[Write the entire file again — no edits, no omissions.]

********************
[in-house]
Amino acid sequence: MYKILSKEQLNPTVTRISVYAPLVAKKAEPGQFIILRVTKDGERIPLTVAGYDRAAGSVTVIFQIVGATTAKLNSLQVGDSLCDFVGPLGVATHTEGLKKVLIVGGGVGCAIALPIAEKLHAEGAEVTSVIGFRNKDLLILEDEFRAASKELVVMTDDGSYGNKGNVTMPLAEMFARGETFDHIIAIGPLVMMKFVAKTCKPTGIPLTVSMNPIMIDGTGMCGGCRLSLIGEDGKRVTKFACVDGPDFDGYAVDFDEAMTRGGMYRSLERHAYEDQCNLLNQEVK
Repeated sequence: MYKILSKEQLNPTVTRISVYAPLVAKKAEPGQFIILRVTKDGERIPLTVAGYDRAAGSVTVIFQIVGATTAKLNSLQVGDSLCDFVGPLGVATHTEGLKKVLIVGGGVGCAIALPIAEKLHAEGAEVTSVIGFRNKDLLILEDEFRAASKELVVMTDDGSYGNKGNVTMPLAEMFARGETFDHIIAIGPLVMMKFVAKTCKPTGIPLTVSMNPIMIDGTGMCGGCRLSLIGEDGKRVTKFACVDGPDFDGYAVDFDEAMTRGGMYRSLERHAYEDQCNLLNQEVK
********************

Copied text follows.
[in-house]
Amino acid sequence: MYKILSKEQLNPTVTRISVYAPLVAKKAEPGQFIILRVTKDGERIPLTVAGYDRAAGSVTVIFQIVGATTAKLNSLQVGDSLCDFVGPLGVATHTEGLKKVLIVGGGVGCAIALPIAEKLHAEGAEVTSVIGFRNKDLLILEDEFRAASKELVVMTDDGSYGNKGNVTMPLAEMFARGETFDHIIAIGPLVMMKFVAKTCKPTGIPLTVSMNPIMIDGTGMCGGCRLSLIGEDGKRVTKFACVDGPDFDGYAVDFDEAMTRGGMYRSLERHAYEDQCNLLNQEVK
Repeated sequence: MYKILSKEQLNPTVTRISVYAPLVAKKAEPGQFIILRVTKDGERIPLTVAGYDRAAGSVTVIFQIVGATTAKLNSLQVGDSLCDFVGPLGVATHTEGLKKVLIVGGGVGCAIALPIAEKLHAEGAEVTSVIGFRNKDLLILEDEFRAASKELVVMTDDGSYGNKGNVTMPLAEMFARGETFDHIIAIGPLVMMKFVAKTCKPTGIPLTVSMNPIMIDGTGMCGGCRLSLIGEDGKRVTKFACVDGPDFDGYAVDFDEAMTRGGMYRSLERHAYEDQCNLLNQEVK